The use of bioengineered ingredients in food manufacturing must be declared on product labels by Dec. 31, 2021, according to The National Bioengineered Food Disclosure Standard (NBFDS). The Standard was published in the Federal Register on Dec. 21, 2018, and applies to most food manufacturers and importers in the United States. There currently is an exemption for those generating less than $2.5 million in annual sales.
Bioengineered foods are defined as foods that contain detectable genetic material that has been modified through lab techniques and cannot be created through conventional breeding or found in nature. The NBFDS is the United States’ first official attempt to make shoppers aware of the use of genetically modified organisms (GMOs) in food production.
“In the absence of credible independent long-term feeding studies, the safety of GMOs is unknown,” according to a spokesperson for The Non-GMO Project, Bellingham, Wash. “Increasingly, citizens are taking matters into their own hands and choosing to opt out of the GMO experiment.
“The NBFDS mandates the use of the new term ‘bioengineered’ instead of the familiar ‘GMO’ in disclosures. It also allows an unreasonably high 5% ingredient threshold for GMO contamination,” according to The Non-GMO Project.
For context, the European Union uses a 0.9% threshold for most foods. The Non-GMO Project has the same 0.9% maximum to obtain certification. There are also no penalties for failing to comply with the NBFDS. This is a noteworthy departure from the National Organic Program (NOP), which levies fines of up to $11,000 per violation.
Meat and poultry manufacturers should not confuse non-GMO with organic. Organic is non-GMO, but non-GMO is not necessarily organic. Non-GMO labeling is attractive to marketers who cannot produce organic foods for any number of varied reasons, including supply and cost, but want to appeal to shoppers looking for “cleaner” formulations.
Applegate Farms, Bridgewater, NJ, for example, sports the Non-GMO Project Verified logo on its organic meat products. Diestel Family Ranch, Sonora, Calif., has the logo on its organic meats. It also showcases the logo on some non-organic clean-label meat products, such as various whole muscle turkey cuts, deli-style meats, including pastrami, roast beef and turkey, as well as turkey burgers.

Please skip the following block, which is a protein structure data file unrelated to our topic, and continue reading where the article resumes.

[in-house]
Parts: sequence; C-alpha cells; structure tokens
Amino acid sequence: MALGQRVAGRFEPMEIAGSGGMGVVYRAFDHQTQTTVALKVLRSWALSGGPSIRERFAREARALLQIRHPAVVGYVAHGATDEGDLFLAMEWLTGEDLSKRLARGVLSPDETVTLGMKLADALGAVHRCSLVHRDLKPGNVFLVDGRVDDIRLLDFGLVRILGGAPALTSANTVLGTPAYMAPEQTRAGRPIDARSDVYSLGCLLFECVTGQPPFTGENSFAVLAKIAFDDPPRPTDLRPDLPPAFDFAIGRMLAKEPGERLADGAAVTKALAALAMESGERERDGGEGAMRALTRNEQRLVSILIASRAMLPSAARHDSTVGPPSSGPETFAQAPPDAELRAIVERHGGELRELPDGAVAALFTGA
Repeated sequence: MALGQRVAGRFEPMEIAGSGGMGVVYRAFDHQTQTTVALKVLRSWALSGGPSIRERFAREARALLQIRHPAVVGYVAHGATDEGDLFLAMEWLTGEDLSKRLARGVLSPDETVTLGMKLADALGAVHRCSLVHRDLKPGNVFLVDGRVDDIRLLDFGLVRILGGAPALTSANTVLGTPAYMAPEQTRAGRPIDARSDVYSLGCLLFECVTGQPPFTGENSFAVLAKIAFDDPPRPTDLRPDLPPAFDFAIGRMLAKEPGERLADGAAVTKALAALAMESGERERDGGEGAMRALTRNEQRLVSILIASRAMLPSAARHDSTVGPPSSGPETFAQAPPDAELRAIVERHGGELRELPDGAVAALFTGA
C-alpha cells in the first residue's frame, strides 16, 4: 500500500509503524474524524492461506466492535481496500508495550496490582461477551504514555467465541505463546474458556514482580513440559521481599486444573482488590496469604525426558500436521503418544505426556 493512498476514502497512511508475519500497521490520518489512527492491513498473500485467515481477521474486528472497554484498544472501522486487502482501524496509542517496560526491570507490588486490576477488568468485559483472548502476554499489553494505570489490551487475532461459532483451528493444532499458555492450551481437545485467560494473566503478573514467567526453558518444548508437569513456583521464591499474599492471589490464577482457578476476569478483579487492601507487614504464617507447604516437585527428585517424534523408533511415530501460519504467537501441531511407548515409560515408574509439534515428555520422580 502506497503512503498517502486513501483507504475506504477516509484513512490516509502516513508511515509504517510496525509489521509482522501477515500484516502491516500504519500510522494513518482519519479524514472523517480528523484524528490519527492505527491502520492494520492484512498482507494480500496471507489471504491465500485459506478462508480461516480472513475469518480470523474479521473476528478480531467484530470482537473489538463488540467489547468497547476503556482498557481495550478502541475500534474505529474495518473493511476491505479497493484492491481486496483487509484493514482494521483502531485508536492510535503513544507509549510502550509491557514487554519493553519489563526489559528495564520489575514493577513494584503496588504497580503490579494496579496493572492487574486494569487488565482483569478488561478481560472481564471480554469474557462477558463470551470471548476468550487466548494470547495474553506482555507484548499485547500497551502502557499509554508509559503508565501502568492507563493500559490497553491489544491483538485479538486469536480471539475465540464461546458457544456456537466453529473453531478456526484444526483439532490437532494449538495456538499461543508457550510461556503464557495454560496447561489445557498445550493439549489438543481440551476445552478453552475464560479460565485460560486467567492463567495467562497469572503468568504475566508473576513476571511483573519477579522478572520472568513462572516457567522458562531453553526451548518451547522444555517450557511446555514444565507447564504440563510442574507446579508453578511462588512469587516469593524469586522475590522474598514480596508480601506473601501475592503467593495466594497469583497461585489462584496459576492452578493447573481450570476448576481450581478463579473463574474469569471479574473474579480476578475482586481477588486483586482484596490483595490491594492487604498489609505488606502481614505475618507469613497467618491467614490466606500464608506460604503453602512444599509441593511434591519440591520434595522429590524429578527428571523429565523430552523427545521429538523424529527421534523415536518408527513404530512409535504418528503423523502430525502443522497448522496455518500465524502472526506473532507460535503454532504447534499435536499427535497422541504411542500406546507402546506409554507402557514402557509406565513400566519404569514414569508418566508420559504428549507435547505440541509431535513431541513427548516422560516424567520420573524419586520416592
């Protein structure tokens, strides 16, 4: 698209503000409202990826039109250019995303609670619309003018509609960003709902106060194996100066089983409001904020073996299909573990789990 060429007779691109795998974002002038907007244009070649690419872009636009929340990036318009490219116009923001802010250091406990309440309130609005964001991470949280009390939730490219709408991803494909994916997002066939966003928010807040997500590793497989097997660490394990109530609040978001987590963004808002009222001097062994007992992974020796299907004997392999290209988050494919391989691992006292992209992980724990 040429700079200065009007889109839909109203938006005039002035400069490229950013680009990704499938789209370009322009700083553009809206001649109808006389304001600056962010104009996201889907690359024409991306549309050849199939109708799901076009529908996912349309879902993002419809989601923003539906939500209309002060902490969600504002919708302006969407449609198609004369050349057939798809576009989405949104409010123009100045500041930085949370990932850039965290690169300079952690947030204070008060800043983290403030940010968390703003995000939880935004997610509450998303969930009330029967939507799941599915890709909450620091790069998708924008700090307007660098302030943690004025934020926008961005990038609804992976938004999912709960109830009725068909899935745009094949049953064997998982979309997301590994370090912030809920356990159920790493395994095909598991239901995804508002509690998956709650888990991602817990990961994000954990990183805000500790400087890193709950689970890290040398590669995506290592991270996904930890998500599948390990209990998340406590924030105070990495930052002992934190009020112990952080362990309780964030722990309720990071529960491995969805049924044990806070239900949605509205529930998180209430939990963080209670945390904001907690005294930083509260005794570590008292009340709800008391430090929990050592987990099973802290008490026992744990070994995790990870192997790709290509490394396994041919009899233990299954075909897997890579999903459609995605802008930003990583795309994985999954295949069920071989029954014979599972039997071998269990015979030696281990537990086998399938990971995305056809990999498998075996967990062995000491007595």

Coleman Natural Foods LLC, Golden, Colo., a subsidiary of Perdue Farms, Salisbury, Md., markets organic and no-antibiotics-ever meat. Select organic products have the Non-GMO Project Verified logo on front labels. Others have a “non-GMO ingredients” claim.
The Agricultural Marketing Service (AMS) developed a list of bioengineered foods to help companies identify the foods and food ingredients that are available in a bioengineered form and may require disclosure. The list includes alfalfa, certain apple varieties, corn, cotton, certain eggplant varieties, certain papaya varieties, pink flesh pineapple, potato, salmon, soybean, summer squash and sugarbeet.
Even if a food is not included on the list, regulated entities whose records show that a food they are selling is bioengineered must make appropriate disclosure of that food. There are several disclosure options, including text, symbol, electronic or digital link, and text message. Additional options such as a phone number or web address are available to small food manufacturers or for small and very small packages.
As mentioned, organic-certified foods are, by definition, considered non-GMO foods. Even non-organic ingredients used in organic-certified foods, have it be those labeled 100% organic, organic or “made with organic [ingredients],” must be non-GMO.
Formulators should be aware that The National List of Allowed and Prohibited Substances, which identifies synthetic and non-synthetic substances that may not be used in organic crop and livestock production, includes some high-risk food ingredients made from crops commonly grown with GMO technology. This includes derivatives and carriers that may be found in processed meat and poultry products, such as starches, fibers, flavors and lecithin. Formulators who do not want products to be designated as bioengineered foods should work carefully with reputable suppliers to ensure all ingredients are free from genetically modified materials.